When courtship is deprived, a woman is just “cast” into a lifetime commitment to a superior gender, a person whom she is not given time to know or love. Considering that arranged marriages are planned by parents from either side, its chances of breaking is negligent; the two are expected to remain together until death (Sharma & Gupta, 2012). It means that if the husband is a wife-beater, she is expected to persevere to the end leading to unhappy marriage. I compare an arranged marriage to an auction market where the groom is the buyer, the bride is the commodity being sold, and the parents are the auctioneers. The only difference, in this case, is that the “buyer” is predetermined, changing the rules of the market.
Secondly, the bride has little or narrowed choices in determining whom they want to get married to. From a historical point of view, men have always dominated women; they were the only ones allowed to go and work in the factories and other jobs regarded as masculine. On the other hand, women have been seen as naive, subservient subjects whose work was to give birth, cook for their husbands and look after the children at home (Dholakia, 2015). Arranged marriage propagates the same mentality of society towards women, where men are given preference.
Apparently, women have to understand that they should be in the forefront of opposing arranged marriage. The aspect of a woman making a choice on whom they want to marry has little or no effect on erosion of cultural values. Some of the traditional and customary practices set are meant to curtail the woman and keep her dominated (Sharma & Gupta, 2012). Another aspect is that when women are taken through this practice, many choices are taken away from them. For example, the chance to school, get employed, and earn a living to support a family is denied on them. This because most arranged marriages require the bride to be young, as a result, most teenage girls undergo the process against their will depriving them a chance to become what they wanted to become in life (Bhandary, 2017).
When compared to a man in an arranged marriage, men can continue their education and get the jobs they want. However, the poor young girls are expected to stay at home, bear children and support the man towards his dream. An arranged marriage can also be viewed as a practice that is superficially managed (Bhandary, 2017). The stakeholders who arrange the process focus on superficial aspects such as beauty, wealth, political ties, and royalty. A man who has stable income is likely to have a lot of influence in determining the choice of woman that is he is going to be matched with. Moral values such as love, honesty, and autonomy are disregarded when making this decision (Dholakia, 2015).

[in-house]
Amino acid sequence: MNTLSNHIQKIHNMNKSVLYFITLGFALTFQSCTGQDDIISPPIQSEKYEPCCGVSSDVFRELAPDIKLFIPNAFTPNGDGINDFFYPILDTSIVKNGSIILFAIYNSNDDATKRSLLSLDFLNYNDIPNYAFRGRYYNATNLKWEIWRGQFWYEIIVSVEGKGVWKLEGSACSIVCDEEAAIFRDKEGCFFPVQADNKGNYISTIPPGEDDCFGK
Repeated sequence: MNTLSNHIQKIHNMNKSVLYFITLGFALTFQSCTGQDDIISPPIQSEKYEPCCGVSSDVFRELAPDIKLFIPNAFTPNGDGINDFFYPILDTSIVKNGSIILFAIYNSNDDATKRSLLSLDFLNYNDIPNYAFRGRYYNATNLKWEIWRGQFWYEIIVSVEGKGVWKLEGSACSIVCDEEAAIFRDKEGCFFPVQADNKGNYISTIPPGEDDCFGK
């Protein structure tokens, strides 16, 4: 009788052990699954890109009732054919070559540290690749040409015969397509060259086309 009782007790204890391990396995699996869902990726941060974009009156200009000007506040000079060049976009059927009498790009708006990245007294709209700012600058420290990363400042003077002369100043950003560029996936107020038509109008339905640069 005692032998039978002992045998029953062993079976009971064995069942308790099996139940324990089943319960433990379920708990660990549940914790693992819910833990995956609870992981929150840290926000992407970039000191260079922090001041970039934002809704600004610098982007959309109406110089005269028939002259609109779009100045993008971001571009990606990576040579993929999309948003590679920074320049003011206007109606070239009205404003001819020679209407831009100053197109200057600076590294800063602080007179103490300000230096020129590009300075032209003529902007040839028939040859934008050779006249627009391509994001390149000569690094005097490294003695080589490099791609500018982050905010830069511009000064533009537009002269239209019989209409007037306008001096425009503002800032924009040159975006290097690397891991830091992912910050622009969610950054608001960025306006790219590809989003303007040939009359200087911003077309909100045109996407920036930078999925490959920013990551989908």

Research conducted in the Indian community, outline that 45.5% of women in arranged marriage silently undergo either physical or sexual violence. This is with disregard of their education and economic status in the society. The report shows that women who underwent semi-arranged marriage have a lower rate of domestic violence marking a 34.8% rate (Alinia, 2013). In African arranged marriages, the chances of promiscuity tend to be higher as sometimes the husband may end up finding the woman less desirable since there is no love. Men, therefore, opt to go and look for other women who please them out there. Women, as a result, end up getting sexual diseases such as HIV (Bhandary, 2017).
On the other hand, some cultures such the Indian ones, the older sibling, in case of two sisters is expected to marry first. In case she delays in getting a match, it means that the younger sister, who might be ready to get married by then, will have to wait. Another disadvantage is that the chance of getting married when one is past 25years is low, especially if one lives in the rural areas (Sharma & Gupta, 2012). This is because cultural traditions marry women as young as thirteen and twelve years; being twenty-five means that the women are too old and will not get a suitor in most cases.
In conclusion, arranged marriage may be good for the community in general, however, as for the bride or women in practice; this is a modern-day “slavery” that should be opposed vehemently. It is an archaic practice meant to dominate women, deny them the chance to achieve their dreams, and create a platform for oppression. It is referred to as “arranged marriage,” but in the real sense, it is an arrangement for the woman while the man gets what he wants. Marriage should be based on love, free will, and morality. Women must stand up for freedom and autonomy in making choices in marriage.
Alinia, M. (2013). Forced or Arranged Marriage and Women’s Responses. Honor and Violence against Women in Iraqi Kurdistan, 109-124. doi:10.1057/9781137367013_6
Bhandary, A. (2017). Arranged Marriage: Could It Contribute To Justice? Journal of Political Philosophy. doi:10.1111/jopp.12144
Dholakia, U. (2015, December 15). How Do Indian Women Fare In An Arranged Marriage? Retrieved from https://www.psychologytoday.com/blog/the-science-behind-behavior/201512/how-do-indian-women-fare-in-arranged-marriage
Sharma, R., & Gupta, D. T. (2012). Home Without Space: A Study of Chitra Divakaruni’s Women Characters With Special Reference to Arranged Marriage. Paripex – Indian Journal Of Research, 3(8), 42-43. doi:10.15373/22501991/august2014/12